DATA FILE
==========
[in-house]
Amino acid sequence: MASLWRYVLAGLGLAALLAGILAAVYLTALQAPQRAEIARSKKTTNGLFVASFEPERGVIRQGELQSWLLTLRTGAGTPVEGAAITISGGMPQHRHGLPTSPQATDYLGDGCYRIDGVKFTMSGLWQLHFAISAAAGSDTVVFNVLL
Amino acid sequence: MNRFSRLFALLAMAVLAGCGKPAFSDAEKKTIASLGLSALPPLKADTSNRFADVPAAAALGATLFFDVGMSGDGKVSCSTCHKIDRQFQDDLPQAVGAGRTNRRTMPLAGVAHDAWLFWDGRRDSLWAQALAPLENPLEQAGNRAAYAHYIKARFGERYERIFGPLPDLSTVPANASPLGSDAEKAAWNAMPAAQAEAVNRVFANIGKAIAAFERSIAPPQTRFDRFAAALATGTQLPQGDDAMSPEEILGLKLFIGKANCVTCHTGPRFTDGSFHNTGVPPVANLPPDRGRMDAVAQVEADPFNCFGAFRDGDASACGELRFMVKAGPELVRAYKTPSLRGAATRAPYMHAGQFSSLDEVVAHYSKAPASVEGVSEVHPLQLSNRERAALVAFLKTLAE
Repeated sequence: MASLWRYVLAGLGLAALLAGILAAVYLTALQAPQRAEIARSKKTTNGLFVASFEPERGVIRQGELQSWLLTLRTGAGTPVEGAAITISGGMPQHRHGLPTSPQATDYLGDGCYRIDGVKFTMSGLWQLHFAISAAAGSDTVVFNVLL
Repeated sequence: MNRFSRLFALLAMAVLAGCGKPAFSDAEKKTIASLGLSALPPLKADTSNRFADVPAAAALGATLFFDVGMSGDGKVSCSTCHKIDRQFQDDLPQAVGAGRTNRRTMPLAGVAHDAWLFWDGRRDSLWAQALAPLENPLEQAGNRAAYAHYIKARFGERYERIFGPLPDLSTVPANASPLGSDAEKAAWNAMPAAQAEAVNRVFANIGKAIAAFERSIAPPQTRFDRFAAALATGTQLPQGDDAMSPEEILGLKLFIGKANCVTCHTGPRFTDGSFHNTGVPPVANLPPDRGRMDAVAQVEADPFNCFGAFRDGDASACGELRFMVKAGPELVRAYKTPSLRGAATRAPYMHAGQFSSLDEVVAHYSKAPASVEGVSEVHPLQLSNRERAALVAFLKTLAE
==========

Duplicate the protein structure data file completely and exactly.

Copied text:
[in-house]
Amino acid sequence: MASLWRYVLAGLGLAALLAGILAAVYLTALQAPQRAEIARSKKTTNGLFVASFEPERGVIRQGELQSWLLTLRTGAGTPVEGAAITISGGMPQHRHGLPTSPQATDYLGDGCYRIDGVKFTMSGLWQLHFAISAAAGSDTVVFNVLL
Amino acid sequence: MNRFSRLFALLAMAVLAGCGKPAFSDAEKKTIASLGLSALPPLKADTSNRFADVPAAAALGATLFFDVGMSGDGKVSCSTCHKIDRQFQDDLPQAVGAGRTNRRTMPLAGVAHDAWLFWDGRRDSLWAQALAPLENPLEQAGNRAAYAHYIKARFGERYERIFGPLPDLSTVPANASPLGSDAEKAAWNAMPAAQAEAVNRVFANIGKAIAAFERSIAPPQTRFDRFAAALATGTQLPQGDDAMSPEEILGLKLFIGKANCVTCHTGPRFTDGSFHNTGVPPVANLPPDRGRMDAVAQVEADPFNCFGAFRDGDASACGELRFMVKAGPELVRAYKTPSLRGAATRAPYMHAGQFSSLDEVVAHYSKAPASVEGVSEVHPLQLSNRERAALVAFLKTLAE
Repeated sequence: MASLWRYVLAGLGLAALLAGILAAVYLTALQAPQRAEIARSKKTTNGLFVASFEPERGVIRQGELQSWLLTLRTGAGTPVEGAAITISGGMPQHRHGLPTSPQATDYLGDGCYRIDGVKFTMSGLWQLHFAISAAAGSDTVVFNVLL
Repeated sequence: MNRFSRLFALLAMAVLAGCGKPAFSDAEKKTIASLGLSALPPLKADTSNRFADVPAAAALGATLFFDVGMSGDGKVSCSTCHKIDRQFQDDLPQAVGAGRTNRRTMPLAGVAHDAWLFWDGRRDSLWAQALAPLENPLEQAGNRAAYAHYIKARFGERYERIFGPLPDLSTVPANASPLGSDAEKAAWNAMPAAQAEAVNRVFANIGKAIAAFERSIAPPQTRFDRFAAALATGTQLPQGDDAMSPEEILGLKLFIGKANCVTCHTGPRFTDGSFHNTGVPPVANLPPDRGRMDAVAQVEADPFNCFGAFRDGDASACGELRFMVKAGPELVRAYKTPSLRGAATRAPYMHAGQFSSLDEVVAHYSKAPASVEGVSEVHPLQLSNRERAALVAFLKTLAE